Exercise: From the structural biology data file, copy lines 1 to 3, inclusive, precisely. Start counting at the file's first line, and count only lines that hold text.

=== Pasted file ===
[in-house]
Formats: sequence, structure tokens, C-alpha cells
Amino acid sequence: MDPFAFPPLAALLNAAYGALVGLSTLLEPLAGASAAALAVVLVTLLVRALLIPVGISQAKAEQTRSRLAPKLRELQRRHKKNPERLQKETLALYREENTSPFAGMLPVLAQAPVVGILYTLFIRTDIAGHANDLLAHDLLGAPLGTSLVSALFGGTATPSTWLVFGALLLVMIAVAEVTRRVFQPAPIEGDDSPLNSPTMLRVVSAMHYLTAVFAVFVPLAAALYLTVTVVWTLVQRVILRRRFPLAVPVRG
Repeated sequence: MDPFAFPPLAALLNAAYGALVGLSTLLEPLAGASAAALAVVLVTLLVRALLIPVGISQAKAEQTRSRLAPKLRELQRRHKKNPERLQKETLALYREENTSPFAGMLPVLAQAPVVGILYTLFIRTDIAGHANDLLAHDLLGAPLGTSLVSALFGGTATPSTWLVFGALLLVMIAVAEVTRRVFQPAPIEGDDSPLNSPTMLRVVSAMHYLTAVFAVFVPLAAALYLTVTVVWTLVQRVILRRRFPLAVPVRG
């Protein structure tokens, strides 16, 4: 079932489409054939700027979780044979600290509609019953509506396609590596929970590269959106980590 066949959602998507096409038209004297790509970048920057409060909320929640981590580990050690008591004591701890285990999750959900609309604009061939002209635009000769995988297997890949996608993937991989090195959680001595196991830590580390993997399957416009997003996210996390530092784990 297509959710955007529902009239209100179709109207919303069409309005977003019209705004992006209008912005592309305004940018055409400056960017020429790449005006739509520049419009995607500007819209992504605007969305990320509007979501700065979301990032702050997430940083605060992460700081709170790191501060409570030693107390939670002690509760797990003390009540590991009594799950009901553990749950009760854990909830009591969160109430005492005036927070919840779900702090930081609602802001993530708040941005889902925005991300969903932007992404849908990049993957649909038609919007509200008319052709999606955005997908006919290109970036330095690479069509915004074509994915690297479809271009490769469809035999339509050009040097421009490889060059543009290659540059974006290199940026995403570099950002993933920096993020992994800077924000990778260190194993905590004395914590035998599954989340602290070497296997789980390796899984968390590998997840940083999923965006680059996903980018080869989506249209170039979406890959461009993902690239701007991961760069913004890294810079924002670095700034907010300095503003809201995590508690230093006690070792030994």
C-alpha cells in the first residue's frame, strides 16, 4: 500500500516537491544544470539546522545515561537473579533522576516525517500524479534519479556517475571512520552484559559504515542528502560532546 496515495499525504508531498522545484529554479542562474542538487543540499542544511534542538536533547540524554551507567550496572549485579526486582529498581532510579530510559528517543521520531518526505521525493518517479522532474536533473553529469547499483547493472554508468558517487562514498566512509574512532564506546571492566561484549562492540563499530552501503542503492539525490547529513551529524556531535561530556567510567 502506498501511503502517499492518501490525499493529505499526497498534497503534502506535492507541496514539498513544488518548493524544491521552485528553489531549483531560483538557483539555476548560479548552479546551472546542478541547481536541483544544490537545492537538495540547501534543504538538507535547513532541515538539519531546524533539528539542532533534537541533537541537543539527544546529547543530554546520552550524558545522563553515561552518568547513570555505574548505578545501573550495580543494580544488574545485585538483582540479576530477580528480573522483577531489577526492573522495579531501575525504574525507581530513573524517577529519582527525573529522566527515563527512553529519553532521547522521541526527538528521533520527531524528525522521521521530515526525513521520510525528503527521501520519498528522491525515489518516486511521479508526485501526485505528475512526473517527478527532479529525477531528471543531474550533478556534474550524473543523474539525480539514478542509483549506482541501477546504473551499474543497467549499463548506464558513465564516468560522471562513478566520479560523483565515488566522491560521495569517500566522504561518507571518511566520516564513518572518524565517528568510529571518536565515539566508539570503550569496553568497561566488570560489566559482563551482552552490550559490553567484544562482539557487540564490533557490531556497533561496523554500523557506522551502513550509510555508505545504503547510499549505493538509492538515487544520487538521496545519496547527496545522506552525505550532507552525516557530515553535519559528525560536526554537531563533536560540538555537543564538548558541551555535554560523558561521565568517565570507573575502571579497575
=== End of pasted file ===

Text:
[in-house]
Formats: sequence, structure tokens, C-alpha cells
Amino acid sequence: MDPFAFPPLAALLNAAYGALVGLSTLLEPLAGASAAALAVVLVTLLVRALLIPVGISQAKAEQTRSRLAPKLRELQRRHKKNPERLQKETLALYREENTSPFAGMLPVLAQAPVVGILYTLFIRTDIAGHANDLLAHDLLGAPLGTSLVSALFGGTATPSTWLVFGALLLVMIAVAEVTRRVFQPAPIEGDDSPLNSPTMLRVVSAMHYLTAVFAVFVPLAAALYLTVTVVWTLVQRVILRRRFPLAVPVRG